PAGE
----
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No, Your iCloud Account is Not a Data Disaster Plan

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Timothy Sheehan believed if he didn't pay the hackers who had cyber-jacked his police department's digitized arrest and incident records his cops would be vulnerable. But if he did pay the cybercriminals the $500 Bitcoin ransom to get his files decrypted, he would be knowingly sending taxpayer dollars to criminals. Still, he felt he had little choice.

“If we got a call for a domestic disturbance at a house we wouldn't have a history of how many domestics had been there," says Sheehan, the police chief of Tewksbury, Massachusetts, a small town outside Boston. “We wouldn't have at our fingertips, without accessing another computer real quickly, whether there was a firearm registered to the residents."

Called ransomware, these kind of attacks—where your data is held hostage unless you pay a hacker's price—is growing. One-quarter of global companies reported having their data backed, then held for ransom, in 2015, up from 16 percent in 2014, according to a 2015 survey from network security firm Radware.

Sheehan, like many others who have faced this kind of attack, decided to pay up. But experts say Tewksbury's problem wasn't a lack of knowledge of best practices, but rather a failure to follow those practices and plan for a disaster.

“People really buy disaster recovery for peace of mind," says analyst J. Bruce Daley with market research firm Tractica, which specializes in technology. “But when they really need it, a lot of times what they find is that it's not as straightforward a process as they might have hoped."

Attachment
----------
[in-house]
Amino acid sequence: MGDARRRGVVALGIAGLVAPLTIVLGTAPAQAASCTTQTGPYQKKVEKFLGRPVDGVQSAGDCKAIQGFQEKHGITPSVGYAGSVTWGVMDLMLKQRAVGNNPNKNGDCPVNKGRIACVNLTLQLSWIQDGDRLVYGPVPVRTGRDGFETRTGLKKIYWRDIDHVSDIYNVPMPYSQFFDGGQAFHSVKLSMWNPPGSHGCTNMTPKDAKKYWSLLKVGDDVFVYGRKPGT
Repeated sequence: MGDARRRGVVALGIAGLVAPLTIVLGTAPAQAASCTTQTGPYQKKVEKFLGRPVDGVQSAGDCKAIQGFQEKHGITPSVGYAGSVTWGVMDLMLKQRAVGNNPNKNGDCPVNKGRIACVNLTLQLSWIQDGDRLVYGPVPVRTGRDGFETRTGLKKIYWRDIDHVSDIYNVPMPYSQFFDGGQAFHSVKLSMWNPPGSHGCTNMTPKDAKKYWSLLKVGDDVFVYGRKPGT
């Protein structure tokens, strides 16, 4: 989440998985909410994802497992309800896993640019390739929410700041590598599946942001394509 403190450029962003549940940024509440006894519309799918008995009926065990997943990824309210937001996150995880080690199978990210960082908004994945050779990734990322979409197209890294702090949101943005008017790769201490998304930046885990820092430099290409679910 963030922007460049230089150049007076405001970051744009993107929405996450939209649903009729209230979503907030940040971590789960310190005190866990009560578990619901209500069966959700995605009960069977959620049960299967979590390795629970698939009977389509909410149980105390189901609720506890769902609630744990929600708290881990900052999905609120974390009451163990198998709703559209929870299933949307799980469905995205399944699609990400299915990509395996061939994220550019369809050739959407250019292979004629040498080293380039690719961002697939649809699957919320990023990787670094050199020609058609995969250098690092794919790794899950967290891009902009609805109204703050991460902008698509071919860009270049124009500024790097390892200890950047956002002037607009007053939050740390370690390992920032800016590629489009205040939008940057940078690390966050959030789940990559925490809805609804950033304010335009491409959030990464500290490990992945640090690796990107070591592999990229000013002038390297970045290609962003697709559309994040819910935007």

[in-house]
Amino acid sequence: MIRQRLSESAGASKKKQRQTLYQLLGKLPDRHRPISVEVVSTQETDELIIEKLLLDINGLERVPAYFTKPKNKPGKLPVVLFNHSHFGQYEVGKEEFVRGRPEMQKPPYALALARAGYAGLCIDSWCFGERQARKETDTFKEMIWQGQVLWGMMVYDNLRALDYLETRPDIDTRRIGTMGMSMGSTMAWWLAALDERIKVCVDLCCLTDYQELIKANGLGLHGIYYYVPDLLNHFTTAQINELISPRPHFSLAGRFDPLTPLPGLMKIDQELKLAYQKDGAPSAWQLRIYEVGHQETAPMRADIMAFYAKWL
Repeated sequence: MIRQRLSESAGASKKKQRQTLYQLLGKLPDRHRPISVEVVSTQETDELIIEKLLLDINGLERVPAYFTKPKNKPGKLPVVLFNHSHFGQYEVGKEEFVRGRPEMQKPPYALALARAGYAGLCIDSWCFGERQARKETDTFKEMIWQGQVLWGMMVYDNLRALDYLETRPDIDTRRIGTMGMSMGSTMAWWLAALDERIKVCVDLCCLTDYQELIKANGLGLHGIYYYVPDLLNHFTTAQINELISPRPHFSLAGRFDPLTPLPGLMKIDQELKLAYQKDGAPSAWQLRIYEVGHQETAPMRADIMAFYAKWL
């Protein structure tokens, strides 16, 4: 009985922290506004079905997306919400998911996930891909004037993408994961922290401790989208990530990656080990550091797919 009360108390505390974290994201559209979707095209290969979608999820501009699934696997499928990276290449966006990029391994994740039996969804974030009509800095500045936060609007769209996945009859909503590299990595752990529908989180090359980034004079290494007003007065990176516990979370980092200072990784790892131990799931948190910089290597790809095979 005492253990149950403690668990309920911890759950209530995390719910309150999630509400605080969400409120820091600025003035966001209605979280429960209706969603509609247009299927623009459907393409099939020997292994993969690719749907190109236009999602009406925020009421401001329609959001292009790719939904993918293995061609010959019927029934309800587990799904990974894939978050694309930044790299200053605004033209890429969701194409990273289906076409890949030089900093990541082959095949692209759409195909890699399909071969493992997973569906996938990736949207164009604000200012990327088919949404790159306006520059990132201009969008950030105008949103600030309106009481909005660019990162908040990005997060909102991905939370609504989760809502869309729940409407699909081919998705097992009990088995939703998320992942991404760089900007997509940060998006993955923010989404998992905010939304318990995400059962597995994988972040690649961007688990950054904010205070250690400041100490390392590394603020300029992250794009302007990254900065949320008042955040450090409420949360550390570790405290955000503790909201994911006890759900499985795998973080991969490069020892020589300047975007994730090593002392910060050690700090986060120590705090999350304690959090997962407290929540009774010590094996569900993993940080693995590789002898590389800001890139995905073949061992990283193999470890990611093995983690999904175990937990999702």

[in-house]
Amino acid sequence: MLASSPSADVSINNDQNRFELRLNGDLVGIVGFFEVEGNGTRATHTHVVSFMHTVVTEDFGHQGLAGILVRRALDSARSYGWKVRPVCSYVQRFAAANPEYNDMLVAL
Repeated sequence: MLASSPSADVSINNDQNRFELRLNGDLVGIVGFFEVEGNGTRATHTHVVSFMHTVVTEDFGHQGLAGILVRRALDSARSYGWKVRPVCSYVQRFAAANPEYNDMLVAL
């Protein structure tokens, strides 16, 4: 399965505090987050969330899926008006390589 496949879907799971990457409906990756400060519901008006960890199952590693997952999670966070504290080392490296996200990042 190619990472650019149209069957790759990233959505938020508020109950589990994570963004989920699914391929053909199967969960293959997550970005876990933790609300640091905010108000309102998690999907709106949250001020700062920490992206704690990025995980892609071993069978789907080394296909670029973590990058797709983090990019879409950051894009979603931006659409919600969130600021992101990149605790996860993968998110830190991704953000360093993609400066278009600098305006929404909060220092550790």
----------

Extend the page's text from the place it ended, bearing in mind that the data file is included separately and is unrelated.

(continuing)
Value Your Business

The first step in disaster preparedness, Daley says, is to try to put a numeric value on the data you have. If you're an Internet business that generates $30,000 in annual revenue, you want to assess that website as property worth $30,000 dollars, he says.

Second? Daley suggests not going completely paperless. A solar storm or a pulse from a thermonuclear device can wipe out all your data, he says. Not such a far-fetched idea, he says, pointing to the Starfish Prime experiments in July, 1962, where the United States detonated a 1.4-megaton H-bomb at an altitude of 250 miles. The explosion damaged electronic equipment as far away as Hawaii and New Zealand, Daley writes in his book, Where Data Is Wealth.

“If a country like North Korea—which has a very capable digital threat—were to do something like that, to retaliate for a remake of The Interview, it could wipe out all of the tape drives in a very large area," says Daley.

More likely the disaster that prompts you to take precautions will be a natural one, such as a hurricane, ora fire. School librarians at the Pine Grove School in Orcutt, California had a fire race through their media center. Although the flames melted much of the library's laptop, they were still able to access their data.

“The recovered data allowed them to give an inventory to the insurance company to replace the contents," says Steve Burgess, by email. Burgess is a computer forensics specialist at his own firm, Burgess Forensics, in Santa Maria, California who also wrote about the library's experience. The library now keeps a regular backup offsite, he says.




Anti-Virus Software Is Insufficient